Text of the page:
Immortals’ New DLC Taught Me A Lot About Chinese Mythology

Immortals’ New DLC Taught Me A Lot About Chinese Mythology
Screenshot: Ubisoft / Kotaku
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It’s probably fair to say most DLC isn’t that great or memorable. That was the case with the first download for Immortals Fenyx Rising, which added a bunch of new puzzles and not much else. However, the game’s second DLC, Myths of the Eastern Realms, is a rare example of good downloadable content. In fact, this new DLC set in ancient China is so good I wish it were its own game.

Released earlier today, Myths of the Eastern Realms is a big departure from the previous DLC and the original game. Before you played as a Greek hero helping the gods from Greek mythology with their problems and fetch quests. In Eastern Realms, you are no longer in ancient Greece or even Europe. Instead, things take place in ancient China, starring Ku, a young man who wakes up after a big disaster to find he’s the only human survivor. Quickly he meets Nuwa, a powerful goddess. The pair team up, eventually, to stop the evil infecting the Earth and Heaven above.

The big appeal of this new DLC is its fresh setting and storyline. I’ll fully admit, I know next to nothing about Chinese mythology, and I bet I’m not alone in my ignorance. But this lack of knowledge meant that Myths of the Eastern Realms felt so exciting. As I played through the first two hours I found myself constantly going, “Who’s that?!” or, “Wow, what a cool story!” Compared to the main game, which featured Greek gods I’m extremely familiar with, I was so much more engaged and ready to learn more, just because I had no idea what was going on. I’ve already done some Googling and Wikipedia surfing because of this game, and as someone who genuinely enjoys learning new things, that’s a huge plus.

Being a game that is set in ancient China and is made by a game studio in China, I really wish it were available as a separate $15 side game. I think a lot of folks who didn’t have an interest in Immortals and its arguably boring Greek setting might get a kick out of exploring a world rarely seen in Western video games. Maybe one day Ubisoft will do this. But for now, you’ll need the full Immortals game to play.

Screenshot: Ubisoft / Kotaku Screenshot: Ubisoft / Kotaku

As for how it actually plays, there’s a reason I’ve waited until now to talk about it. Did you play Immortals? If so, you’ve mostly experienced what Eastern Realms has to offer. There is some unique-to-this-DLC stuff, like new puzzle mechanics involving clouds and wind, but most of this game is a reskin of the original title. Which isn’t a bad thing if, like me, you enjoyed that game a lot. But if you didn’t like Immortals: Fenyx Rising, its new setting is unlikely to address anything you took issue with.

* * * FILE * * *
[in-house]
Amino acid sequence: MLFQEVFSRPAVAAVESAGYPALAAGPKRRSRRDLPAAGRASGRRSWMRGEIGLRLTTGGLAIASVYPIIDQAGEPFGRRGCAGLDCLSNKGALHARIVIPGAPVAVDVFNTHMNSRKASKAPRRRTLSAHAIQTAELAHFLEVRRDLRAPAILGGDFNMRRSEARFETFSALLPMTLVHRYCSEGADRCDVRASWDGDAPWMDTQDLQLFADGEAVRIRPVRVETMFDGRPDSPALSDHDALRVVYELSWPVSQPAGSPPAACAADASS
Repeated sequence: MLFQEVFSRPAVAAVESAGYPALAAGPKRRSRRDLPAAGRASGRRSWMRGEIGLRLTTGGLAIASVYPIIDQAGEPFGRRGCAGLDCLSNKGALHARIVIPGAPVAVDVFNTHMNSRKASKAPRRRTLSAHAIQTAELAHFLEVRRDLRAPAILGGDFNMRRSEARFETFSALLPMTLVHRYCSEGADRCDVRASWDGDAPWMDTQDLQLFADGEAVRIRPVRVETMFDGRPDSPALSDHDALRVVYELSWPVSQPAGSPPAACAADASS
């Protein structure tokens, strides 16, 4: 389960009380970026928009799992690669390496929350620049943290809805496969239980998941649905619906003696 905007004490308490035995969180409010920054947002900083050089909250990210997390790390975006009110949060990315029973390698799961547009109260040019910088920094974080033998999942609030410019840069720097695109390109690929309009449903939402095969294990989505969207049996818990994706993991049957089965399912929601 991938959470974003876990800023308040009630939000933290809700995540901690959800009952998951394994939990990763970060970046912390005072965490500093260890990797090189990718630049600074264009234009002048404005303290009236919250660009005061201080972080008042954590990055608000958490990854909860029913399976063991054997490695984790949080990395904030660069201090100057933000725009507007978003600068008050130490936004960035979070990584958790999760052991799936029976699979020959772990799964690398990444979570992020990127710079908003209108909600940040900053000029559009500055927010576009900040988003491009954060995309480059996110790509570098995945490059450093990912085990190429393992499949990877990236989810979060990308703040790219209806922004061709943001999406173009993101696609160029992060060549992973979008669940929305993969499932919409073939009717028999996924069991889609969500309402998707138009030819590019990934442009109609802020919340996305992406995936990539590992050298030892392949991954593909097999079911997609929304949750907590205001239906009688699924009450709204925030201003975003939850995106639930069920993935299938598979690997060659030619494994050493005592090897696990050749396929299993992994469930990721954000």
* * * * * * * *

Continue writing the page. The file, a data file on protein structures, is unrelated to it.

Something to note: If you found the writing of Immortals to be overly grating, Eastern Realms tones this down a bunch. It’s still there, that slightly too-jokey vibe that put many players off the original game, but it pops up far less often. My guess is this had a smaller budget, so it has less voice acting overall. It’s a benefit for those who found Zeus annoying though.

Myths of the Eastern Realms won’t win over players who hated Immortals, but for folks looking to learn something new, or who just want more puzzle-filled open-world action, this is exactly the sort of DLC we should see more of.

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Comments

  • // a lot of folks who didn’t have an interest in Immortals and its arguably boring Greek setting //
    Is it boring because it’s a Greek setting?
    Or is it boring purely because it’s been seen repeatedly in past games already?

    Because there is a VERY significant difference, and the latter is not the fault of a Greek setting/focus in the slightest. You’d likely be singing the same tune about Chinese settings if they had been as heavily focused on in the past as Greek settings.

    In my opinion those bored folks are missing out on one of the best Greek settings in a game in a good long while.

    • Brings to mind the 1,001 retellings of Sun Wukong and Journey to the West. I’m sure it was a nice flip for them to have been able to play with Greek legends.

      I don’t seem to remember criticisms about Hades and the done to death Greek mythology.

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